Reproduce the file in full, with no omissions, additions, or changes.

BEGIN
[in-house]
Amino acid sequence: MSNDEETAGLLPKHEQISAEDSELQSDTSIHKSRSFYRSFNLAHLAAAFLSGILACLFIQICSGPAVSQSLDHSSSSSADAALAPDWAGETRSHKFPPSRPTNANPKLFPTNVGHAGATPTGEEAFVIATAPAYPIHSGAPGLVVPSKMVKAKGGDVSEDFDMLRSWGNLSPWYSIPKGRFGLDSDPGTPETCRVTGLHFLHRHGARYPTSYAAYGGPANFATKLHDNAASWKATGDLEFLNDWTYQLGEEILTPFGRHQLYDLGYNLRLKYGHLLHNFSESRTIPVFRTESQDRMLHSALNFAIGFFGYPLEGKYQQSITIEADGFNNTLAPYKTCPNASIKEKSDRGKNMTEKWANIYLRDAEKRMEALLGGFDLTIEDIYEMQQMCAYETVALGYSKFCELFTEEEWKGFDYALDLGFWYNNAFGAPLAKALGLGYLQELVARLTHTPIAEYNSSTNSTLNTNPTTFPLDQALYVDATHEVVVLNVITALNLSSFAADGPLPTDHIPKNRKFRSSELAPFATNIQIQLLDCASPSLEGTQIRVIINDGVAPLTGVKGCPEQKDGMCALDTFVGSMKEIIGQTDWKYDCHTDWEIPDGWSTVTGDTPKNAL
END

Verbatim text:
[in-house]
Amino acid sequence: MSNDEETAGLLPKHEQISAEDSELQSDTSIHKSRSFYRSFNLAHLAAAFLSGILACLFIQICSGPAVSQSLDHSSSSSADAALAPDWAGETRSHKFPPSRPTNANPKLFPTNVGHAGATPTGEEAFVIATAPAYPIHSGAPGLVVPSKMVKAKGGDVSEDFDMLRSWGNLSPWYSIPKGRFGLDSDPGTPETCRVTGLHFLHRHGARYPTSYAAYGGPANFATKLHDNAASWKATGDLEFLNDWTYQLGEEILTPFGRHQLYDLGYNLRLKYGHLLHNFSESRTIPVFRTESQDRMLHSALNFAIGFFGYPLEGKYQQSITIEADGFNNTLAPYKTCPNASIKEKSDRGKNMTEKWANIYLRDAEKRMEALLGGFDLTIEDIYEMQQMCAYETVALGYSKFCELFTEEEWKGFDYALDLGFWYNNAFGAPLAKALGLGYLQELVARLTHTPIAEYNSSTNSTLNTNPTTFPLDQALYVDATHEVVVLNVITALNLSSFAADGPLPTDHIPKNRKFRSSELAPFATNIQIQLLDCASPSLEGTQIRVIINDGVAPLTGVKGCPEQKDGMCALDTFVGSMKEIIGQTDWKYDCHTDWEIPDGWSTVTGDTPKNAL